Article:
Kevin: You know, I think like any other new software technology, people are interested in being safer. You know, I have a lot of friends and I know you do too, who are chiefs of security at these venues. And they're really accomplished smart people with tons of experiences, but they realize that there are gaps in existing security. So I think as time goes on, this is going to be a must have technology to keep people safer than they already are.

Ralph: I would think so. In our world, you know, it's not a device, it's not a platform. It's not, you know, other professionals trying to protect you. It's a combination of all of them and nothing says something went wrong until something went wrong. And then all of a sudden you're accounted. And it's amazing to say, why didn't you have this? Even though that might not have been the solution, it's just a perception.

Kevin: Well, I know in Baltimore, Ralph, we have about a thousand city watch cameras and the city's bottom was not that big of a city. It's about 80 or so square miles. And there is absolutely an expectation amongst elected officials and citizens in the media that anytime something bad happens in a public space, that there will be a camera available to capture it, identify the bad guy and help the police solve the crime. Well, the cameras don't cover everything but the more technology has sprinted forward in the public safety environment, our human capacity to keep up with the technology, there's a gap there. So, I know in Baltimore, I had about a half a dozen retired cops at all times, sitting in a city watch room staring at a bank of cameras that would cover all these walls. And they're just that they're applying their human capacity to watch the monitors observe human behavior in those monitors hope to see it in real time. So they can make a radio transmission to get a cop there to stop it that we gotta have technology watching the technology, and that's what the armored things solution provides.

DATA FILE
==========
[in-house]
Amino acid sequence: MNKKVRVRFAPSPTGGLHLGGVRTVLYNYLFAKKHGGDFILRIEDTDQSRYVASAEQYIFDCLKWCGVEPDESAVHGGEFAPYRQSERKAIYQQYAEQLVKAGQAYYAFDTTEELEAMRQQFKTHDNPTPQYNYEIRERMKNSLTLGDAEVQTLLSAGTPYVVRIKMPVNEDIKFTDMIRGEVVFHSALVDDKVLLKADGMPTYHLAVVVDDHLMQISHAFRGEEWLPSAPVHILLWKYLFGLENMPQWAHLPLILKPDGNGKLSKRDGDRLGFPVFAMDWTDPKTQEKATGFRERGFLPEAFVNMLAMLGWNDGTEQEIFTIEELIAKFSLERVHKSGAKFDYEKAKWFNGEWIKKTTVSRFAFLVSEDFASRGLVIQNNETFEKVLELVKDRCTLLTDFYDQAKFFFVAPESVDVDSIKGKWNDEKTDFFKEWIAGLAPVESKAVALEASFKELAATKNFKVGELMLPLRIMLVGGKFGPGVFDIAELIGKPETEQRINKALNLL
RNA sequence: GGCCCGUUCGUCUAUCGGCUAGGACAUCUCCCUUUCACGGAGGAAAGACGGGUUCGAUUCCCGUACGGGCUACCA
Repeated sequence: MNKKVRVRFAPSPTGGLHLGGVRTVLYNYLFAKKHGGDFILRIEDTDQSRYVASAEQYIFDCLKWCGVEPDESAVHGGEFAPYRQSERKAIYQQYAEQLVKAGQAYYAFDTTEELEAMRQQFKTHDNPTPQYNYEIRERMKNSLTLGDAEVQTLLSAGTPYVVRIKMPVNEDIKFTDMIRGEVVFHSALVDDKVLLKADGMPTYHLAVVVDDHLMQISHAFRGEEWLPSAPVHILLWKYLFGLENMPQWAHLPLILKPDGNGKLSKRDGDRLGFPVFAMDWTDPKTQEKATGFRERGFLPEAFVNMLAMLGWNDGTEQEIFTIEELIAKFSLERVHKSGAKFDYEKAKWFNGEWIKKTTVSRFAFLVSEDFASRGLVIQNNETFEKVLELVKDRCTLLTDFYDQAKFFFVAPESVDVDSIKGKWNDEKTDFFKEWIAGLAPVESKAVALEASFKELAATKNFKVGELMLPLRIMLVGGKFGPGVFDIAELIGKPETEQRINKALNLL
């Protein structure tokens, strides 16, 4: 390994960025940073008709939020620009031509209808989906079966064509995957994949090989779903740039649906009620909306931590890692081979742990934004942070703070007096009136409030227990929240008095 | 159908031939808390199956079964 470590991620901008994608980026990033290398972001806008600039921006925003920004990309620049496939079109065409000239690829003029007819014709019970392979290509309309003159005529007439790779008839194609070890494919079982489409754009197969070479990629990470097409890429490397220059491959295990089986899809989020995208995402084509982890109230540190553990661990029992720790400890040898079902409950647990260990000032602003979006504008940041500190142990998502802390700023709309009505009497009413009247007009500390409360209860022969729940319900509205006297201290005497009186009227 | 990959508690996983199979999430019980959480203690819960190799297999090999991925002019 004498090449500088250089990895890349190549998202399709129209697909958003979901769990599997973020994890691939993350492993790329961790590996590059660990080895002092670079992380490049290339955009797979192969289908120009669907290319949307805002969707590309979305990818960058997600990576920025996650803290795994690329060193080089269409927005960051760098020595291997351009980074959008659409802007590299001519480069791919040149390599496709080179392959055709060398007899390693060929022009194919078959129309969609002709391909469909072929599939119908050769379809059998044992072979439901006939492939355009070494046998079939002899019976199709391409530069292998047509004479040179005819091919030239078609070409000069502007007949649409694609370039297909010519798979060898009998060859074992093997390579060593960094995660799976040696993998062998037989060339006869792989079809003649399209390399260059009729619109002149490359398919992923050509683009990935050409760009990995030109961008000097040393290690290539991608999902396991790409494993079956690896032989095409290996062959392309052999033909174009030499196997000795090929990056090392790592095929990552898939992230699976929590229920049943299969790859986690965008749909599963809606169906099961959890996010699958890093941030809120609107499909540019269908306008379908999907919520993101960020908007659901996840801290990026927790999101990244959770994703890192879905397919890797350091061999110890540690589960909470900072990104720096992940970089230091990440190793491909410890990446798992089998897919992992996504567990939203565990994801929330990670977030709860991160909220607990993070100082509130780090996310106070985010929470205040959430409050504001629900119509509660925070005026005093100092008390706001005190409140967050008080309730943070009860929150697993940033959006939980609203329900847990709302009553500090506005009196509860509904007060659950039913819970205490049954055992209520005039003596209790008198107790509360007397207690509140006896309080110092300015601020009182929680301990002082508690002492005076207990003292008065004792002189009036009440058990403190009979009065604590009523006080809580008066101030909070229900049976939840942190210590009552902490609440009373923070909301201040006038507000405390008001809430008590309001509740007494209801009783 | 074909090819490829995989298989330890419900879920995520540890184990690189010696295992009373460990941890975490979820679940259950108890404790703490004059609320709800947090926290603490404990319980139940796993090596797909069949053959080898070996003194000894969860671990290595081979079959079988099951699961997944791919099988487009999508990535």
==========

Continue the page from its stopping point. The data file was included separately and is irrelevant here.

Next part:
Ralph: Well, that's great. I mean, I can absolutely see that it's a really cool platform. It's data-driven, the information that you're gathering, you know, somebody wants to take advantage and use it on their stadium and their venue. It's a tremendous asset, you know, it's just like a, you know, a lot of things, again, we do in the cybersecurity world. I mean, it's not about the more you have, it's about managing the right things that you need for at the time, you know that you need them. Right? And Armored Things looks like a great product, man. I wish you guys all the best.

Kevin: So thanks Ralph. I think what you guys are doing is tremendous. And I tell people kind of around our age, you know, that when we entered the 21st century, that the big thing with Federal State and local law enforcement was joint terrorism task forces.

Ralph: Right.

Kevin: So JTTF squad started the popup all over the country, combination of feds, working with States and locals to fight crime. So now as we make our way into 2020, the big thing is cyber security task forces.

Ralph: Right.

Kevin: So, I know when I was in Baltimore, I more than tripled our manpower commitment to a federal cybersecurity task force efforts because local jurisdictions have to take advantage of the expertise in the resources and the training that's out there in a way that they currently don't have.

Ralph: Yeah, I'm not surprised, but we have a lot of law enforcement personnel on our platform. We had a handful of guys from your department, you know, using Cybrary, and we still have that now through, you know, Prince George's County officers we have on our platform. We have the FBI guys, people have to know cyber security now. I mean, even in your world, you can detect everything physically at the venues and so on, but there's probably some elements still that you have to monitor web traffic in some respects because it doesn't just all of a sudden happen that day. There's planning that goes into it.

Kevin: Right.

Ralph: And there's definite leaks of information that are, you know, somebody needs to find. So

Kevin: And I think the expectation out there is if something is predictable, it's preventable. Yeah. So when we get that bad incident particularly when lives are lost, people look at existing technology and they make an assumption that, okay, this bad act was predictable, so it should have been prevented. And I think what you guys are doing at Cybrary and what Federal State and local law enforcement is doing across the country with cybersecurity acknowledges that we have to do a better job at predicting because sometimes the information is right in front of us.

Ralph: Sure is. Well, Kevin, thanks again, buddy. I really appreciate your time today. Very informative. And it's great to see it. Now. Go ahead and address the troops at the all hands.

Kevin: Thanks Ralph.

Ralph: Alright, thanks, bye.